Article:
In part two of our recent discussion with Chad Albrecht at School of the American Rifle, we discuss common questions about AR lower receivers, why gauging matters, and what to consider before purchasing a budget AR lower.
In case you missed part one of this recent conversation earlier this week, click here to read about Chad’s recent AR Master Build Class, and his ideas on simple and inexpensive ways that builders can improve their chances of success when putting together a budget build.
ARBuildJunkie is blessed to have Chad as a resource to be able to ask occasional questions to. We’re tremendously grateful for his generosity and willingness to share information with our readers. To learn more about him and his School of the American rifle, please be sure to check out our feature interview with him…or other more recent articles which you can find here:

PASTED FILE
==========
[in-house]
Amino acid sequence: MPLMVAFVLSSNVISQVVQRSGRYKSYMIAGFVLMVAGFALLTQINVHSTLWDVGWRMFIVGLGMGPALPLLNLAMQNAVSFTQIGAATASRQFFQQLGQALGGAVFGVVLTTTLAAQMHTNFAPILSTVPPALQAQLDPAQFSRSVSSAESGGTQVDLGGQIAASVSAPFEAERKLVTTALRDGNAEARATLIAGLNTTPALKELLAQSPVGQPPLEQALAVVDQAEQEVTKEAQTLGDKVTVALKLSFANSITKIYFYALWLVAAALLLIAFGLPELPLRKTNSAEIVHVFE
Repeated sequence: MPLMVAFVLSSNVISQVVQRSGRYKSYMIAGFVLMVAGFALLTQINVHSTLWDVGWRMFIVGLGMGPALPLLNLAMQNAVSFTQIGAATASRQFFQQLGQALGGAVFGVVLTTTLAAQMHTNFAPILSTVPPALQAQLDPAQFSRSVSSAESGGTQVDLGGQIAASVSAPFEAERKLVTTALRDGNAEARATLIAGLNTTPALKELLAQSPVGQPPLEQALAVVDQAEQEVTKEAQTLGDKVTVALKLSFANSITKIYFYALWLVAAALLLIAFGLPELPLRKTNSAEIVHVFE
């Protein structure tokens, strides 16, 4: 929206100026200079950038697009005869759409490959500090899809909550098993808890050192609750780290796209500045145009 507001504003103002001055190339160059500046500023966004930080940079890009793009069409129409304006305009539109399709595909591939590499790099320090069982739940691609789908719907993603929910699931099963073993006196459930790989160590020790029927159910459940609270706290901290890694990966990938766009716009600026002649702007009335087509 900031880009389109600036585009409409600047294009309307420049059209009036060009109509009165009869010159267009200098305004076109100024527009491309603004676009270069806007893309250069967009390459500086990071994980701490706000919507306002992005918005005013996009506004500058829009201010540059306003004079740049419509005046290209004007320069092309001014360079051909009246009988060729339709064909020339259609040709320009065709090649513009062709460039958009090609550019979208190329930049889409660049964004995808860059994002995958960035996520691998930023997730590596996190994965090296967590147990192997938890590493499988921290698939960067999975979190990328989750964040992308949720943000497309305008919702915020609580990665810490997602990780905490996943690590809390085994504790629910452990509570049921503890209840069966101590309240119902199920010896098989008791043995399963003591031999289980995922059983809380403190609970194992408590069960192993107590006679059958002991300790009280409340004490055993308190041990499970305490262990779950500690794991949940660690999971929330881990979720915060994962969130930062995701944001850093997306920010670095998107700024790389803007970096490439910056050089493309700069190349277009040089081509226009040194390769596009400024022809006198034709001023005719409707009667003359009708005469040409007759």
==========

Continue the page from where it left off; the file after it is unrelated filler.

- Common AR-15 Myths – School of the American Rifle
- AR-15 Gas System Issues – School of the American Rifle
- Headspace Gauge & the AR – School of the American Rifle
- AR-15 Feed Ramp Problems – School of the American Rifle
Q: Let’s talk about the idea that AR lower receivers are all the same. It’s something I hear quite a bit online and on forums. Can you give us your perspective on that?
Chad Albrecht, School of the American Rifle: The first argument that a lot of people use who lean more towards the more budget-friendly builds is they say “this AR lower receiver that I purchased from so and so has the same forge marks as one that is made by Colt, so, therefore, they are the same.”